Historically, men have been treated as the default patient in clinical practice and medical research, leaving women’s health seriously sidelined. From the delayed diagnosis of endometriosis and polycystic ovary syndrome (PCOS) to the pelvic mesh scandal, the real-world implications of the gender health gap are huge.
But although inequality still prevails, we’re finally moving closer to a world where women’s health is prioritised as much as men’s. In July 2022, the UK government published its first Women’s Health Strategy for England. This focuses on several key areas of women’s health including breast screening, fertility services and endometriosis care.
At last, we’re seeing more attention on women’s health in mainstream media. Channel 5’s documentary series Women’s Health: Breaking the Taboos, for instance, aimed to tackle stigma and encourage women to get help.
Inspiring women’s health companies and charities also continue to make a difference every day, fighting to challenge stereotypes and close the gender health gap.
Women’s health companies
Swiss medical technology company Ava launched its trailblazing fertility-tracking bracelet in 2016. It measures various parameters including temperature, pulse rate, heart rate variability (HRV)) and breathing rate to identify the five most fertile days of the menstrual cycle and help women manage their fertility.
Ava says: “Since the launch of ‘The Pill’ in the 1960s, there have been few major advancements in the field of women’s health. As a company, we’re working to fill that gap. Our clinical research team is made up of experts in the fields of obstetrics, gynecology, and reproductive endocrinology. Their mission is to expand the body of knowledge around female health and to apply those learnings to create innovative products that improve women’s lives.”
This cancer therapy start-up created the iTBra to help catch breast cancer in its early stages.
It features two biometric patches, consisting of eight sensors each and a data recording device, which can be slipped comfortably under your bra and record thermodynamic metabolic data from the skin surface.
Cyrcadia Asia says: “Breast cancer affects 1 in 8 women in their lifetime, yet mammography can miss 50% of breast cancers in some women resulting in millions of deaths that could have been prevented. The iTBra is a wearable that detects breast cancer, even at the earliest stages. The data from the device is transmitted to a database for analysis and results are sent to physicians within minutes. For women who have dense breast tissue, the iTBra has nearly double the accuracy of mammograms.”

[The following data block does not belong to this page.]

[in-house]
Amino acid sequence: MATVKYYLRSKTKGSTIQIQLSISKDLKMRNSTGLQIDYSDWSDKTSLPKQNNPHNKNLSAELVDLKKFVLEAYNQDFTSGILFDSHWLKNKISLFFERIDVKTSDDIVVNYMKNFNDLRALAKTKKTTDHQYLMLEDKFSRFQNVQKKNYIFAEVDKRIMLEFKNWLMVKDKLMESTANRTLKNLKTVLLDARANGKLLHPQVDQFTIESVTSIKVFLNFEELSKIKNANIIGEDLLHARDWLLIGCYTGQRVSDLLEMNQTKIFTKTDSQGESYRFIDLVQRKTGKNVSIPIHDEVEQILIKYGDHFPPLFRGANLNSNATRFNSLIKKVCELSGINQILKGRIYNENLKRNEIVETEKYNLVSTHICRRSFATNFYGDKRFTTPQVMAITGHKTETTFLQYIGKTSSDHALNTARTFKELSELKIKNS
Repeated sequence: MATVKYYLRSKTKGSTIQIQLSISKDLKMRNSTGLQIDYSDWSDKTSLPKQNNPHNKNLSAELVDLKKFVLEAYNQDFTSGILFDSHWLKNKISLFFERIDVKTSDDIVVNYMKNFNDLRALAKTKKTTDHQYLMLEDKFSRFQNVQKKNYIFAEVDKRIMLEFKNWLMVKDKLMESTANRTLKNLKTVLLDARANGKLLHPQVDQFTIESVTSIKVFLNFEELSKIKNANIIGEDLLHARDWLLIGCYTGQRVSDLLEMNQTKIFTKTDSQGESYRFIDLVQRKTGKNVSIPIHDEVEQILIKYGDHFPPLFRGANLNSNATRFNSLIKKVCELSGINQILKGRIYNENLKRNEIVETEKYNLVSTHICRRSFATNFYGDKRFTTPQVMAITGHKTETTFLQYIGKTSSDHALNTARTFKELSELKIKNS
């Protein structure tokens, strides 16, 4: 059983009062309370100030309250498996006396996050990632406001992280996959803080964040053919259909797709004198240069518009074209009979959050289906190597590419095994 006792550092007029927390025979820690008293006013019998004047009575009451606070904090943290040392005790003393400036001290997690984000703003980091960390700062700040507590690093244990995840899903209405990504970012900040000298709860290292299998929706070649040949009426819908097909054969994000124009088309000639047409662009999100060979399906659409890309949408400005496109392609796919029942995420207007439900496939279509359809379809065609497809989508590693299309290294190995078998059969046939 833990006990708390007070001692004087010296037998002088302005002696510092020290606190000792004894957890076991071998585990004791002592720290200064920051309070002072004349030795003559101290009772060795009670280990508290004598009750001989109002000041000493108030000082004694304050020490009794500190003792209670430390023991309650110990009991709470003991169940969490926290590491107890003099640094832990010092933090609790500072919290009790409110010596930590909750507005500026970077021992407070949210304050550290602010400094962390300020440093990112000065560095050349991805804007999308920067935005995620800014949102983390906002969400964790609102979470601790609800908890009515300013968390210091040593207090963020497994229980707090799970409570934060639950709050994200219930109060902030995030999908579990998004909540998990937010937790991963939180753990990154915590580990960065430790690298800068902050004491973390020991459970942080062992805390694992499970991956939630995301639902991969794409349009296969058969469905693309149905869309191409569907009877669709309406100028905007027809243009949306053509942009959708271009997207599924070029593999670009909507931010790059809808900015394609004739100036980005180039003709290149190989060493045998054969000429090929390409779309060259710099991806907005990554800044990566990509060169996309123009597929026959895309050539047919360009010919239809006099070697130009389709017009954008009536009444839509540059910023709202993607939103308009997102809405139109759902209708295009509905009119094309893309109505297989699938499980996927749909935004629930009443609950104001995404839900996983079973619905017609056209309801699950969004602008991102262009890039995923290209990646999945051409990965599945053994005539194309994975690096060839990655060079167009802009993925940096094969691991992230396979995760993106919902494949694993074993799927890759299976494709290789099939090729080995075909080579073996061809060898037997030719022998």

OCON Healthcare develops innovative intrauterine (in the womb) drug delivery technology.
Its flagship product is the IUB Ballerine, a small, flexible and safe birth control device that requires no hormones and is effective for up to five years. Due to the special form and material, the IUB Ballerine minimises the risk of damage and irritation. It can also help to treat various health conditions, such as endometriosis, fibroids and unusually heavy periods.
OCON Healthcare says: “In addition to our flagship product, the IUB™ Ballerine®, OCON healthcare is developing an innovative pipeline of products utilizing the IUB™ frame for indications such as abnormal uterine bleeding (AUB), heavy menstrual bleeding (HMS), myomas/fibroids, and infertility.”
Daye released the UK’s first clinically-validated CBD-infused tampons back in 2020 and is committed to reducing women’s pain, as well as cleaning up the manufacturing process of tampons. Daye tampons are produced in cleanrooms and sanitised with gamma-ray sterilisation, to reduce the risk of vaginal infections and toxic shock syndrome (TSS).
Daye says: “Daye was founded to raise the standards in female health by creating sustainable, category-defining products and services that bridge the gender gap in research and innovation. That’s why we’re starting by making tampons worthy of your body, needs and lifestyle.”
On a mission to revolutionise reproductive health, Hertility sells at-home hormone and fertility testing kits, created by an all-female team and backed up by evidence-based science.
Hertility says: “31% of women will suffer from a reproductive health issue at some point and through our research, we aim to reduce the time to diagnosis through advanced at-home testing and specialist gynaecological care. We tailor pathways to the individual’s reproductive goals, whether it be to explore their ovarian health and fertility options or overall hormonal health, such as confirming a PCOS diagnosis. Currently, we can diagnose 9 of the most common gynae pathologies which may lead to reduced fertility and signpost gynae cancers.”
Women’s health charities
The UK’s only charity dedicated to funding medical research on women’s reproductive and gynaecological health. Pioneering breakthroughs funded by WoW include the use of high, targeted doses of radiation to treat complex gynaecological cancers and the discovery of a potential non-surgical, non-hormonal cure for endometriosis.
This mental health charity supports under-served women in hospitals, prisons and in the community. It provides independent advocacy, emotional support and practical guidance at all stages of a woman’s journey through the mental health and criminal justice systems.
Wish says: “WISH is a user-led charity – meaning that women with lived experience are at the heart of every decision we make, every issue we campaign on, and every service we develop.”
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